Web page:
The Ananti Penthouse Haeundae and Hilton Busan (also known as The Ananti Cove) opened last July after more than six years of planning and construction. The Ananti Cove, which is on a site of around 730,000㎡ and 200,000㎡ of Gross floor space, has received significant attention as the country’s largest vacation spot. More meaningful thing than these numbers, however, is that the Ananti Cove suggests a new spatial concept in our understanding of the ‘resort.’ The architectural design has been led by 30 member architectural firm.
SKM Architects have long kept in step with Emerson Pacific in projects in Namhae, Keumgang Mt. and Gapyeong, drawing a sensed space connecting humans with nature here Busan. In the Ananti Cove, Ken Min Sungjin (principal, SKM Architects) reached perfection by drawing on the magnificent scenery and introducing a range of a tiny and trivial details to promote relaxation in nature. Although the Ananti Cove presents a new standard in its quality of design and its method of realization, the critical comments of John Hong (professor, Seoul National University) suggest that we can learn a number of lessons from this architectural project, not only in terms of the site. Let’s contemplate the perennial questions regarding the relationship between architecture, the architect and the natural world.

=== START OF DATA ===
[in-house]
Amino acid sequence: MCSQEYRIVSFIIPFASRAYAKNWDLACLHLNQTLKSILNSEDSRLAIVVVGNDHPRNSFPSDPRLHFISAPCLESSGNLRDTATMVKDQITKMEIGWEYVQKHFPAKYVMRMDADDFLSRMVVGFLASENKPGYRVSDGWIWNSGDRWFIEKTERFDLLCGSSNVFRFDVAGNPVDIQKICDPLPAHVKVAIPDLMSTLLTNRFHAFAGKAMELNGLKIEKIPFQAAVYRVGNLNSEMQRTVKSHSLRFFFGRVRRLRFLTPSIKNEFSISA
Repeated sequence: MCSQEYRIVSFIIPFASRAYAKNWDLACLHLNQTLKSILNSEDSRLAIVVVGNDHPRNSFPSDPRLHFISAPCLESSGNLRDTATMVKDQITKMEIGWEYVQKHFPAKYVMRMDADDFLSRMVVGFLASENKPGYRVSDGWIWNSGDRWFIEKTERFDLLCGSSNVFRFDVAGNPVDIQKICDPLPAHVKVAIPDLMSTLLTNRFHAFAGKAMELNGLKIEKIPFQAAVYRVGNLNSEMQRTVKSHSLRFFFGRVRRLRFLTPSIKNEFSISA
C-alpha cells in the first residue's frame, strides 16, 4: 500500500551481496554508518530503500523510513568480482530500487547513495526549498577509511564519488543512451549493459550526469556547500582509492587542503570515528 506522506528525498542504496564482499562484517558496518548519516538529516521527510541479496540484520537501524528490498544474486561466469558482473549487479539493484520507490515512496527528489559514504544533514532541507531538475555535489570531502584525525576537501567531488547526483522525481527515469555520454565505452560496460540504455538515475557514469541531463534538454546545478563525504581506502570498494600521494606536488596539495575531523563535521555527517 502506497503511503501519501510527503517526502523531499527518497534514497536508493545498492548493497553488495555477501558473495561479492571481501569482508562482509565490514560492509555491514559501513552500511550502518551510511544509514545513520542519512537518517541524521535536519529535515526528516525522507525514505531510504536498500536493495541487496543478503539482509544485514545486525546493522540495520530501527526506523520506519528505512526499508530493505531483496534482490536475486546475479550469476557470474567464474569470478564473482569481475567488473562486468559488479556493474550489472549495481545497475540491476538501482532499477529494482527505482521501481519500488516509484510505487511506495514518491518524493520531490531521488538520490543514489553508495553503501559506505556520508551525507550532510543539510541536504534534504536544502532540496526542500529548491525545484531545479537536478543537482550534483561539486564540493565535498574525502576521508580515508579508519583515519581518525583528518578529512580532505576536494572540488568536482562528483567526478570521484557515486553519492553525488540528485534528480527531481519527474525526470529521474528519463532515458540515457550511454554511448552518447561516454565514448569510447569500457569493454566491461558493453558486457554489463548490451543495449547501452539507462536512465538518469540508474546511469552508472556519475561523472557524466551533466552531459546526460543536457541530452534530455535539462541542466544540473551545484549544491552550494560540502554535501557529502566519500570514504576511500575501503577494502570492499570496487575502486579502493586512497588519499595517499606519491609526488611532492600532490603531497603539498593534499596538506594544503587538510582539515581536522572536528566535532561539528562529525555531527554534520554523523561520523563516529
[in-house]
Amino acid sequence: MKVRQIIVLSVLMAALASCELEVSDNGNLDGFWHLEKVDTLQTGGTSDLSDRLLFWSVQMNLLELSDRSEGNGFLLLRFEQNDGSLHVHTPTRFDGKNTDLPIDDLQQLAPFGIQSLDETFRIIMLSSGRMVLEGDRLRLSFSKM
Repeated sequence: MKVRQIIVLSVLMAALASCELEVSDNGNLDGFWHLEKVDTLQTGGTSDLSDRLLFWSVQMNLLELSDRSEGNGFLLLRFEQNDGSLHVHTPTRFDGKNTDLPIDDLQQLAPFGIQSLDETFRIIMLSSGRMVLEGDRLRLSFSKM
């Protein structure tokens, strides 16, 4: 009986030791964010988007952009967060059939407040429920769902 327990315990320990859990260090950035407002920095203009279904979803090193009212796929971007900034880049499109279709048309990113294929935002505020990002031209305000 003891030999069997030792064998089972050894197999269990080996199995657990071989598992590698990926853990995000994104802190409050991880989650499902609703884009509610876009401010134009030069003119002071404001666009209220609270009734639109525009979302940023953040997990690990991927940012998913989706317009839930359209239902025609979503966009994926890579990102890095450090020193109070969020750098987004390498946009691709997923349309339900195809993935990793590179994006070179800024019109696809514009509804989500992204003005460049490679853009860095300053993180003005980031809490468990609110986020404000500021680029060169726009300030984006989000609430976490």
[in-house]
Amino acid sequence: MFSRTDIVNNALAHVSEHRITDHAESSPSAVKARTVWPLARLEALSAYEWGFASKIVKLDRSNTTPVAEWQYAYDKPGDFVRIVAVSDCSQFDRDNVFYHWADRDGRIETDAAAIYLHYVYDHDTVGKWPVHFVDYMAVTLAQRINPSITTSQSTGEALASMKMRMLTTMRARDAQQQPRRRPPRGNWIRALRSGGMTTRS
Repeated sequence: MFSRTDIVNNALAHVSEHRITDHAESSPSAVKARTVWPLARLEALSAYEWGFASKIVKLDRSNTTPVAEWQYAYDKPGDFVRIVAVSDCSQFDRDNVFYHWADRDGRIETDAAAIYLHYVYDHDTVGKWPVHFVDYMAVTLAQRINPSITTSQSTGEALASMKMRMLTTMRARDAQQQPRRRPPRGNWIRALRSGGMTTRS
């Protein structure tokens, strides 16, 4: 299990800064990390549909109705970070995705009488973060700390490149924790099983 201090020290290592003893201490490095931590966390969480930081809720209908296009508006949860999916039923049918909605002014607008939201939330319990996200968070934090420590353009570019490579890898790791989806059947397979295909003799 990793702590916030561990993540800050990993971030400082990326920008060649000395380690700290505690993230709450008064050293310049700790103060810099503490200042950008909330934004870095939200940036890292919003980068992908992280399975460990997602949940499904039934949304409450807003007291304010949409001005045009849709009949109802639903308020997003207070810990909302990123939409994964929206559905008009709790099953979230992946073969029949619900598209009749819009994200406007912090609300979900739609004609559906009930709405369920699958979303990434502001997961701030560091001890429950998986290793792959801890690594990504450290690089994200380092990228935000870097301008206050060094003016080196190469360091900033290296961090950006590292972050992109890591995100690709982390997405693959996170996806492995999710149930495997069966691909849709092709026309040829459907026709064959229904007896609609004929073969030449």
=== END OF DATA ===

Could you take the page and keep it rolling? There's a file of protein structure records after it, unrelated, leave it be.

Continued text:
edited by Yoon Solhee | designed by Choi Seungtae | photographed by Kyungsub Shin (unless otherwise indicated) | materials provided by SKM Architects
The Ananti Cove: Designing Sensory Experience
048 Interview│Sensing Space: Orchestrating a Dialogue between Humans and Nature_ Ken Min Sungjin × Park Sungjin
054 Project│The Ananti Penthouse Haeundae – SKM Architects
062 Project│Hilton Busan – SKM Architects
070 Critique│The Philosophical Section: The Reality and Potential of Ken Min Sungjin’s Ananti Cove Project_ John Hong
▶ You can find full-text of the articles on the issue: August 2017, Vol. 597